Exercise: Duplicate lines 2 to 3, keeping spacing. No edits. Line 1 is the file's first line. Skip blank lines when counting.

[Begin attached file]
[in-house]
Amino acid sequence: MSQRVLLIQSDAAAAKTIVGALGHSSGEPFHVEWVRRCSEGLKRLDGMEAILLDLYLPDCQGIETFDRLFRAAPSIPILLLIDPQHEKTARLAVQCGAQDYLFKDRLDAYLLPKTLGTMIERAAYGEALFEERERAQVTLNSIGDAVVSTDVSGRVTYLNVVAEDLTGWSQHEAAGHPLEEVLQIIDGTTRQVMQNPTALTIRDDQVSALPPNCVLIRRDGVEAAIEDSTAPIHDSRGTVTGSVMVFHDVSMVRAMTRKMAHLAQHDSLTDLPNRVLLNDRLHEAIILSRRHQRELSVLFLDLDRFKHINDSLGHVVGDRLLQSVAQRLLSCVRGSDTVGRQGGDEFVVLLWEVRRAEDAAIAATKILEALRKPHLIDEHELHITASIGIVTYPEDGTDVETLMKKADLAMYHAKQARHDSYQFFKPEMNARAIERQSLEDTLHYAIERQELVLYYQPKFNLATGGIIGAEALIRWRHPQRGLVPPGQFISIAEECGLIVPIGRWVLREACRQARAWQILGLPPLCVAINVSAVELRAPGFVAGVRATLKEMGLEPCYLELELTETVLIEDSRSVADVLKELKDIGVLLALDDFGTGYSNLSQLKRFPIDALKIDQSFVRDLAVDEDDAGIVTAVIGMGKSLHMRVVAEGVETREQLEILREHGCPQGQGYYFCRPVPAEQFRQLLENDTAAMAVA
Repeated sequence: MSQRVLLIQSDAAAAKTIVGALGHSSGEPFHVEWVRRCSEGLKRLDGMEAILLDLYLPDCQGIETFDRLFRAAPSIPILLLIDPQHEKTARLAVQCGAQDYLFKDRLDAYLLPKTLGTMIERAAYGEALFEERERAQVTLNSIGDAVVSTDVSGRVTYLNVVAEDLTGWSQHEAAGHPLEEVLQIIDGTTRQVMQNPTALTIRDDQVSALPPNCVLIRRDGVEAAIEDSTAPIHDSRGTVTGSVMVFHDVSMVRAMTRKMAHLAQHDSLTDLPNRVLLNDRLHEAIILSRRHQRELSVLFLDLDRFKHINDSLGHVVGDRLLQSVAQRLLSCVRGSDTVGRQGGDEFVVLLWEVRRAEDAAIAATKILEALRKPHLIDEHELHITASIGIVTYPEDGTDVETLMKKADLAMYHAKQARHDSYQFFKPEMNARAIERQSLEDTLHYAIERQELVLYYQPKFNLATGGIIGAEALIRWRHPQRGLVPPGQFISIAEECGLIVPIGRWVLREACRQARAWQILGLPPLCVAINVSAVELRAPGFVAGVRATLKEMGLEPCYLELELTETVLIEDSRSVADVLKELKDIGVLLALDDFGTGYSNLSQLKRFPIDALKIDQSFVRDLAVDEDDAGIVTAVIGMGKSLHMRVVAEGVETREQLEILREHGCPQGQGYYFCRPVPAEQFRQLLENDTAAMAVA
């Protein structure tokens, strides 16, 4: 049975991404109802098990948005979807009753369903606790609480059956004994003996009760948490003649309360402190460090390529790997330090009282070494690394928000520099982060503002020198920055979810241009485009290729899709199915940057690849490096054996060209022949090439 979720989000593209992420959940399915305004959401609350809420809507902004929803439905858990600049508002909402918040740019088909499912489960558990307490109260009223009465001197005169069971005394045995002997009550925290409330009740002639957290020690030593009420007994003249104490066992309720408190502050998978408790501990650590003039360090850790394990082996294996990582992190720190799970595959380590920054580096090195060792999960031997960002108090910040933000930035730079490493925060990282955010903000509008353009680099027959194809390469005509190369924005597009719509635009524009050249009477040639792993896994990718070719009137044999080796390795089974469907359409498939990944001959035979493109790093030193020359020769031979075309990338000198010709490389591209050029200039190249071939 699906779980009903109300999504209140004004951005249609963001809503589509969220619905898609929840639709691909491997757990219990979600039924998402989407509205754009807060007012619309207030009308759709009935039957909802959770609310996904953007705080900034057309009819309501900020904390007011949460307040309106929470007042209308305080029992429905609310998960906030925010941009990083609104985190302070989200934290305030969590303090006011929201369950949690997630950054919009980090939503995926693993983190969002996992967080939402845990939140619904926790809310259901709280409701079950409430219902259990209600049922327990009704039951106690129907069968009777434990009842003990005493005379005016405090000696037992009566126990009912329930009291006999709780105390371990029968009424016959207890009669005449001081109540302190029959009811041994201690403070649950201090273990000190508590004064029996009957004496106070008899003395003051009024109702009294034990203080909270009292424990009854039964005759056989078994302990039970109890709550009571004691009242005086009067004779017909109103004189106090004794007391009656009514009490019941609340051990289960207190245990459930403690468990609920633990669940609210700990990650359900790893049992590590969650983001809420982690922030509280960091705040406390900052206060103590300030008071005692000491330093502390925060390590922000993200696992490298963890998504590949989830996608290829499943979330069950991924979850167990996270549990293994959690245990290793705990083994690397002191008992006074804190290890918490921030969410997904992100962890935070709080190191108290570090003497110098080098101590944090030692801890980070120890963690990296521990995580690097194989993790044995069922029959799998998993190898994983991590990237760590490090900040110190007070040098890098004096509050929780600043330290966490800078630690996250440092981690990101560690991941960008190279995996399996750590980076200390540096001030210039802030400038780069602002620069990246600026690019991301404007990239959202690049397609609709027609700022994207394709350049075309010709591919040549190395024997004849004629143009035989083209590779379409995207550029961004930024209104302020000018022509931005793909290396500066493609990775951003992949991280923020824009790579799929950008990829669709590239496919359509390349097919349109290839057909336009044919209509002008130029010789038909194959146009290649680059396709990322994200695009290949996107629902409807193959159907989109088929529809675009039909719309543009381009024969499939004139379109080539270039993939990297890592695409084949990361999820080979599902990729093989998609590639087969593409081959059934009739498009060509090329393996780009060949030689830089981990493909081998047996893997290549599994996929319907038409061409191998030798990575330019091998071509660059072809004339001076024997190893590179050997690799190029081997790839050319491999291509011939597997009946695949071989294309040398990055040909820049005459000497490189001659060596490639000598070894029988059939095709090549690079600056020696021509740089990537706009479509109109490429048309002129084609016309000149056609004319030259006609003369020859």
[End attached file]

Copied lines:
Amino acid sequence: MSQRVLLIQSDAAAAKTIVGALGHSSGEPFHVEWVRRCSEGLKRLDGMEAILLDLYLPDCQGIETFDRLFRAAPSIPILLLIDPQHEKTARLAVQCGAQDYLFKDRLDAYLLPKTLGTMIERAAYGEALFEERERAQVTLNSIGDAVVSTDVSGRVTYLNVVAEDLTGWSQHEAAGHPLEEVLQIIDGTTRQVMQNPTALTIRDDQVSALPPNCVLIRRDGVEAAIEDSTAPIHDSRGTVTGSVMVFHDVSMVRAMTRKMAHLAQHDSLTDLPNRVLLNDRLHEAIILSRRHQRELSVLFLDLDRFKHINDSLGHVVGDRLLQSVAQRLLSCVRGSDTVGRQGGDEFVVLLWEVRRAEDAAIAATKILEALRKPHLIDEHELHITASIGIVTYPEDGTDVETLMKKADLAMYHAKQARHDSYQFFKPEMNARAIERQSLEDTLHYAIERQELVLYYQPKFNLATGGIIGAEALIRWRHPQRGLVPPGQFISIAEECGLIVPIGRWVLREACRQARAWQILGLPPLCVAINVSAVELRAPGFVAGVRATLKEMGLEPCYLELELTETVLIEDSRSVADVLKELKDIGVLLALDDFGTGYSNLSQLKRFPIDALKIDQSFVRDLAVDEDDAGIVTAVIGMGKSLHMRVVAEGVETREQLEILREHGCPQGQGYYFCRPVPAEQFRQLLENDTAAMAVA
Repeated sequence: MSQRVLLIQSDAAAAKTIVGALGHSSGEPFHVEWVRRCSEGLKRLDGMEAILLDLYLPDCQGIETFDRLFRAAPSIPILLLIDPQHEKTARLAVQCGAQDYLFKDRLDAYLLPKTLGTMIERAAYGEALFEERERAQVTLNSIGDAVVSTDVSGRVTYLNVVAEDLTGWSQHEAAGHPLEEVLQIIDGTTRQVMQNPTALTIRDDQVSALPPNCVLIRRDGVEAAIEDSTAPIHDSRGTVTGSVMVFHDVSMVRAMTRKMAHLAQHDSLTDLPNRVLLNDRLHEAIILSRRHQRELSVLFLDLDRFKHINDSLGHVVGDRLLQSVAQRLLSCVRGSDTVGRQGGDEFVVLLWEVRRAEDAAIAATKILEALRKPHLIDEHELHITASIGIVTYPEDGTDVETLMKKADLAMYHAKQARHDSYQFFKPEMNARAIERQSLEDTLHYAIERQELVLYYQPKFNLATGGIIGAEALIRWRHPQRGLVPPGQFISIAEECGLIVPIGRWVLREACRQARAWQILGLPPLCVAINVSAVELRAPGFVAGVRATLKEMGLEPCYLELELTETVLIEDSRSVADVLKELKDIGVLLALDDFGTGYSNLSQLKRFPIDALKIDQSFVRDLAVDEDDAGIVTAVIGMGKSLHMRVVAEGVETREQLEILREHGCPQGQGYYFCRPVPAEQFRQLLENDTAAMAVA